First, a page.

He was happy to oblige and told us that before he came to Safari West, he traveled the world recording and performing music about peace and liberty.  Now, he has his own band and performs at local schools.  I loved his passion.




Got any acacia leaves?

He then proudly introduced us to our vehicle named “ZULU".  Smiling broadly, he then introduced himself with a loud clucking sound he formed with his tongue on the roof of his mouth.  He said that was how you pronounced “Gideon” in Zulu.  I tried to imitate the Zulu sound but my tongue wouldn’t move that quickly.   So for the next three hours he was Gideon.

I felt like I was in the movie Jurassic Park as Gideon drove our vehicle through the gates.   Immediately to our right was a large giraffe that looked like a stuffed animal — he was so still.  “They’re not always this peaceful,” Gideon told us.  The males like to fight with their horns.  “ It’s called necking and the male that wins gets the lady.” 




The animals are kid freindly.



East African Crested Crane.

Gideon stopped Zulu, and handed me a couple of large leaves.  He signaled for me to hold them up high.  Within two seconds above my head was a 150 lb neck of a giraffe bending her seven vertabraes down to meet my hand while an 18 inch long, tough, sticky tongue slowly grabbed the leaves I was holding.  “Her name’s Twiga," Gideon announced.  I stretched a little taller and found myself inches away from her big brown eyes and eyelashes that were so thick and long that they looked fake.  I was mesmerized.  Gideon laughed at my love affair with the giraffe and warned me that she doesn’t always stand so still and bat her eyes.  “She can kick so hard that she can kill a lion,” he stated authoritatively.

Zulu got in gear and began to climb the muddy roads.  We passed East African Cranes that live for 70 years and are monogamous.  I learned that ostriches in Africa are called “Big Chickens", and that they can run 50 miles an hour for 50 minutes.  When Gideon weighed 145 pounds he would ride them.  The impala is a Zulu word for fast runner and one impala can have  6-10 wives.  The male impala runs away from his wife after mating.  No wonder they became fast runners.  The Cape Buffalo are the most dangerous animals in Africa and are the only animal that holds a grudge.  Gnu migrate for 1,000 miles.  They have a brain of an ostrich and a rear end like a donkey, and a face of a horse, horns of a buffalo, and the chest of a zebra.   I laughed to myself, “With those looks no wonder they travel so far away from home."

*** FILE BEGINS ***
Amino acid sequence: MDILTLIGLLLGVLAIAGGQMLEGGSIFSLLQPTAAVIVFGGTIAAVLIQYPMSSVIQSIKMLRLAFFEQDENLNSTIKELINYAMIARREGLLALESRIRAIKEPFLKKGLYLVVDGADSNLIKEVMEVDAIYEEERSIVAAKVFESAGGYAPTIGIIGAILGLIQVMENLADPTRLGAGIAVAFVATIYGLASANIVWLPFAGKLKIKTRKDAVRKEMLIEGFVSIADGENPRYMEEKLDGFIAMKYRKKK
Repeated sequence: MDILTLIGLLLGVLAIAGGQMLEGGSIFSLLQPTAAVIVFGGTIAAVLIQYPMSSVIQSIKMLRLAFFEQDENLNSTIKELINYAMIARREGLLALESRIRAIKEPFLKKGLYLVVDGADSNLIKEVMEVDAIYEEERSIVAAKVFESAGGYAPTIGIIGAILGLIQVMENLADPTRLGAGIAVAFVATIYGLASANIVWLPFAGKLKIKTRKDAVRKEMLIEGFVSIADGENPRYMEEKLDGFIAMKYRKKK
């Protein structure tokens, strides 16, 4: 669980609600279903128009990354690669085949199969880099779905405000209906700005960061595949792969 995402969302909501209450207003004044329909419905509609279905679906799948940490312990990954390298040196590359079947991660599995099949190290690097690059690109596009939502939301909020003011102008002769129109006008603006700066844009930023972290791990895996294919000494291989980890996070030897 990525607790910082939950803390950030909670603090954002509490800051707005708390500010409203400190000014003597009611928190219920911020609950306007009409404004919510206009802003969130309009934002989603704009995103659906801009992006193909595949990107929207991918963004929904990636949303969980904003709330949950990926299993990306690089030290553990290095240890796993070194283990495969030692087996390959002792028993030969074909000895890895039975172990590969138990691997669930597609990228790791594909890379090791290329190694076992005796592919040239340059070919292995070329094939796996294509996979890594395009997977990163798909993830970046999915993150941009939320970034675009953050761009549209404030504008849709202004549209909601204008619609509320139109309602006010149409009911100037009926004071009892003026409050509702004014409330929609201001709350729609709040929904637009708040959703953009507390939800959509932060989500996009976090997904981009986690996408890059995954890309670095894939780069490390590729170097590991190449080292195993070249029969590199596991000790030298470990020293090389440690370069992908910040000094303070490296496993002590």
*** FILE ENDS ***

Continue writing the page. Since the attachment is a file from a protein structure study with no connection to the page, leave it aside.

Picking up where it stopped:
We stopped in the middle of the road and waited for another vehicle to pass that was loaded with school children.  Gideon stood up and waved to get the children’s attention.  There was a hush that came over the land and just like in the movies, an extraordinary baritone sound rose from Gideon’s throat as he bellowed the "Birth of the Lion" song in Zulu.  The children jumped up and down and shouted in excitement: “It’s the Lion King!” I had goose bumps all over me.   This jungle was alive with one surprise after another.




Zebra roam on the Serengeti . . .



Our Safari Guide,
Gideon, left.


As we crept further up the terrain, I spotted a herd of zebra’s. Did you know that a zebra’s stripes are as unique as our fingerprints?  You can never ride them because they can’t be tamed and their spines are too weak.  They get pregnant for eleven months, and two weeks after birth, they can get pregnant again!